mount st helens
Mount St. Helens – the devastation is still evident.

 

I guess Mt. St. Helens might be a somber note to end upon, particularly in light of the headlines this week about the fires destroying the Columbia River Gorge. But in another sense, maybe it’s a little hopeful, too, because here we see the endurance and the resilience of nature. The lay of the land may change, may be scarred for decades to come, but its rugged beauty will endure.

What do you love about the Pacific Northwest?

 

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adventures portland oregon

 

 

 

3 Free Things to Do in Sioux Falls + A Bonus

Last week I shared some of Sioux Falls restaurants with you. In between meals, though, there’s actually plenty to do in and around Sioux Falls, and a lot of it is free! Here are some of our favorite things to do and see in Sioux Falls…

Three Free Things to do in Sioux Falls

FallsΒ Park is Sioux Falls’ landmark attraction. Surprisingly, it’s located near the heart of downtown. It is beautiful no matter the season, whether crashing over the rocks after a spring thaw or frozen into an abstract ice sculpture in the middle of winter. Check out the ruins of the Queen Bee Mill — it was destroyed many years ago in a fire, The Overlook Cafe will give you a great view and a place to sit down or get out of the weather if you need to!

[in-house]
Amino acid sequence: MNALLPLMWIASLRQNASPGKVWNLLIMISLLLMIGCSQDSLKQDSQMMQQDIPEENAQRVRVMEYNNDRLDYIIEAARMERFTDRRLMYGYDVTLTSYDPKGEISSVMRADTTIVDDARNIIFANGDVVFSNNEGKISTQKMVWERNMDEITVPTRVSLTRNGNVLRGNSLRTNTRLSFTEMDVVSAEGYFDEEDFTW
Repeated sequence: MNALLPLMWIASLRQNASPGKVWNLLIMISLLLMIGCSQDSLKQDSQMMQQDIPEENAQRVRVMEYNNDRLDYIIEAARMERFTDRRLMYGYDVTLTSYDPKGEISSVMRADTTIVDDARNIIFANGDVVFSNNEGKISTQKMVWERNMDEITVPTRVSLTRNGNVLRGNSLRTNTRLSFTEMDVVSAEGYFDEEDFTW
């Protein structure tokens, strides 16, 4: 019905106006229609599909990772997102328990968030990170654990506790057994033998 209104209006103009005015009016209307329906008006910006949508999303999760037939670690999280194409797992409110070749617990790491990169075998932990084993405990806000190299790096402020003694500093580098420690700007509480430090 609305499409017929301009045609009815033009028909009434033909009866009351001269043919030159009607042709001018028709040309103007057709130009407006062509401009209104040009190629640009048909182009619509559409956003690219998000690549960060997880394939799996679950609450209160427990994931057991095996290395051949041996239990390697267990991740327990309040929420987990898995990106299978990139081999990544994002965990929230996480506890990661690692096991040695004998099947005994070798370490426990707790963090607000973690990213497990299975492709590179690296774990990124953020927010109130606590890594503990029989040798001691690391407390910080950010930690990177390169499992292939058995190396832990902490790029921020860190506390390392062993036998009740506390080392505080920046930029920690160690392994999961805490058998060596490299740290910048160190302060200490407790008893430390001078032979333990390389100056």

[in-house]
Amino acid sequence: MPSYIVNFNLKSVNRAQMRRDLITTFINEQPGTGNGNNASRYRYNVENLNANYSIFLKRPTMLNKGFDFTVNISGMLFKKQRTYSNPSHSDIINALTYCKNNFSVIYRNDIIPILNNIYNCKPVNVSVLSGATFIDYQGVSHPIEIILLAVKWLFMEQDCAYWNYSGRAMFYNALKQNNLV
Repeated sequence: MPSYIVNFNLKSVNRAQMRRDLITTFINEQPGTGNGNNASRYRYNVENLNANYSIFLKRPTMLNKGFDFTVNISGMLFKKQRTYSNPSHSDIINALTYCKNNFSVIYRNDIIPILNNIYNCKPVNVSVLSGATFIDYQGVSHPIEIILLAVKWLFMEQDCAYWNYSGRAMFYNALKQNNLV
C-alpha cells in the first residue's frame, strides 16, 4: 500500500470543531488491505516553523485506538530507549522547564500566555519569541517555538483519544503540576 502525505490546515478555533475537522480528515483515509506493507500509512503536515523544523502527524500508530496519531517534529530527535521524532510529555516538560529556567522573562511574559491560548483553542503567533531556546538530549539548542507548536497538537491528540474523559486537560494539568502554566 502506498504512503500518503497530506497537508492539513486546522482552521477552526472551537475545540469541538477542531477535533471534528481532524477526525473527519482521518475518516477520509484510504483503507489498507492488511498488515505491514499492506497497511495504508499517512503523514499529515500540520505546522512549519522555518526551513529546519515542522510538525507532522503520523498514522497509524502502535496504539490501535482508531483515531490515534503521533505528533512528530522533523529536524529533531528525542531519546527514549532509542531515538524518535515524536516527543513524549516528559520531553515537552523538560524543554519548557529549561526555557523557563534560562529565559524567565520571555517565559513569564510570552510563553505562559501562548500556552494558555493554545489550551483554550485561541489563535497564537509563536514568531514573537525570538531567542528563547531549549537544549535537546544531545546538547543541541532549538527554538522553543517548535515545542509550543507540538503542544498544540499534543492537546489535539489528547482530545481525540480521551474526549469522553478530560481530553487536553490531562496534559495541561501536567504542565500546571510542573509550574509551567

Standing in front of the falls, Falls Park, Sioux Falls
Standing in front of the falls, Falls Park, Sioux Falls

Another highlight is the tower that’s part of the visitor center. You can climb up five stories and see the whole city.

I could tell you a funny story about that tower, but . . . I should probably wait till we’re better friends.

While you’re downtown, check out the Old Courthouse Museum. Free admission! Some say it’s haunted — it definitely has a little bit of an eerie feel with constant restoration going onΒ  — fading murals and crumbling plaster, that kind of thing — and there’s a sign outside documenting the hanging of an innocent man. The Pettigrew Museum is nearby, and full of curiosities from around the world and Native American artifacts.

The hanging of an innocent man, Sioux Falls
The hanging of an innocent man, Sioux Falls

Bonus time!

Palisade State Park Sioux Falls South Dakota
Palisade State Park, South Dakota

Our favorite thing about Sioux Falls, though, is kind of a secret. (Here’s the bonus!) Less than half an hour northeast of town, you’ll find Palisades State Park. A river runs through it (sorry, was that a bad pun?) and formed a totally unexpected rocky canyon. It’s not a huge park and the trails are pretty short, but it will definitely get you out of the city for an afternoon.

I lived in Sioux Falls for 2.5 years, and somehow I didn’t manage to see everything I wanted to! Someday we’ll have to get back there and hit the Strawbale Winery, Japanese Gardens, and Sertoma Butterfly House. If you go to any of these, tell me about them in the comments!

What’s your favorite thing to do in Sioux Falls?

3 Free Things Sioux Falls

3 Free Things Sioux Falls